A few weeks ago, in the middle of watching "The Good Dinosaur," our living room suddenly went black. And by black I mean so dark I couldn't even see my children sitting right next to me.
My heart plummeted and my thoughts went dark, too, like Oh my gosh, what happened are we under attack is it just our house or are the neighbor's lights on I can't see anything what if there are monsters in the shadows...
At the same moment my kids clung to me, shouting, "Mommy, I can't see you! What happened? Why is it dark?"
Feeling their little arms wrapped around me, I realized I had to shut off my own overactive imagination and, for my children's sake, act like an adult.
It kind of made me miss the days when I had a bigger hand to hold, when someone older and wiser than me shushed my fears, tucked me safely and snuggly into bed, and turned the light off for me.
I may be 32 years old, but I have never felt the passage of the years. I can't pinpoint that moment when I ceased to be a child because so often I still feel like one, a little girl masquerading as a grown woman and the mother of three children.
When did I become an adult? When I turned 18? When I ventured away from home for the first time? When I bought my first car? When I got my own insurance and went to the dentist without my mom? When someone first referred to me as "ma'am" instead of "miss"? Or was it when the midwife placed Brown-Eyed Boy in my arms, when I became responsible for someone other than myself?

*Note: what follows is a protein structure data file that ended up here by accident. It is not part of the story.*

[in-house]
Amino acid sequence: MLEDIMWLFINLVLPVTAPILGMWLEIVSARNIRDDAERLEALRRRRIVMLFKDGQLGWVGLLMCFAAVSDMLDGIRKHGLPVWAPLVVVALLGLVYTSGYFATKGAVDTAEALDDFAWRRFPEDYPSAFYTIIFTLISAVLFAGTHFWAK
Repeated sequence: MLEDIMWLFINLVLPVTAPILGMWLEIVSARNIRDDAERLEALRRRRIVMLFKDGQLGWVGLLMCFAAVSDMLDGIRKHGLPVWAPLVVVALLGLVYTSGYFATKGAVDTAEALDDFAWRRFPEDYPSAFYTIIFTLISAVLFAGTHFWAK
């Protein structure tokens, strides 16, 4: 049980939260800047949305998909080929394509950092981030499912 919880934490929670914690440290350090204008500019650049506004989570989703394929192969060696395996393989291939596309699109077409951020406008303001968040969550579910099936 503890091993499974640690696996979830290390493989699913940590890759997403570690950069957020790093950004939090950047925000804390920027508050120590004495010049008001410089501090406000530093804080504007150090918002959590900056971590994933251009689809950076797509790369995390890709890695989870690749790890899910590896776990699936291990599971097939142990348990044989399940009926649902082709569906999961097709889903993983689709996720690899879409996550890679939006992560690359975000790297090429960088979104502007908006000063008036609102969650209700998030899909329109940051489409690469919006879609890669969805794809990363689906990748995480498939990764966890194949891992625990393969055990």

Or maybe pieces of my adult self formed through those experiences, one by one, instead of all at once.
In that case, I think my pieces are still being placed. Because though I am obviously an adult physically, mentally...I think I still have a lot of growing up to do.
That night when my kids and I were plunged into darkness, I squared my shoulders and put on a brave face. I grabbed their hands and led them--carefully--through our pitch-black toy-strewn living room, found a flashlight and lit some candles. As that flicker of light fought against the dark, I breathed a sigh of relief along with my children.
But I never let them see how scared I was. And, hey, that's part of being an adult, right?
Just like eating all the leftover frosting and watching My Little Pony.
Not that I'd know anything about that.
Still Growing Up,
The Brown-Eyed Girl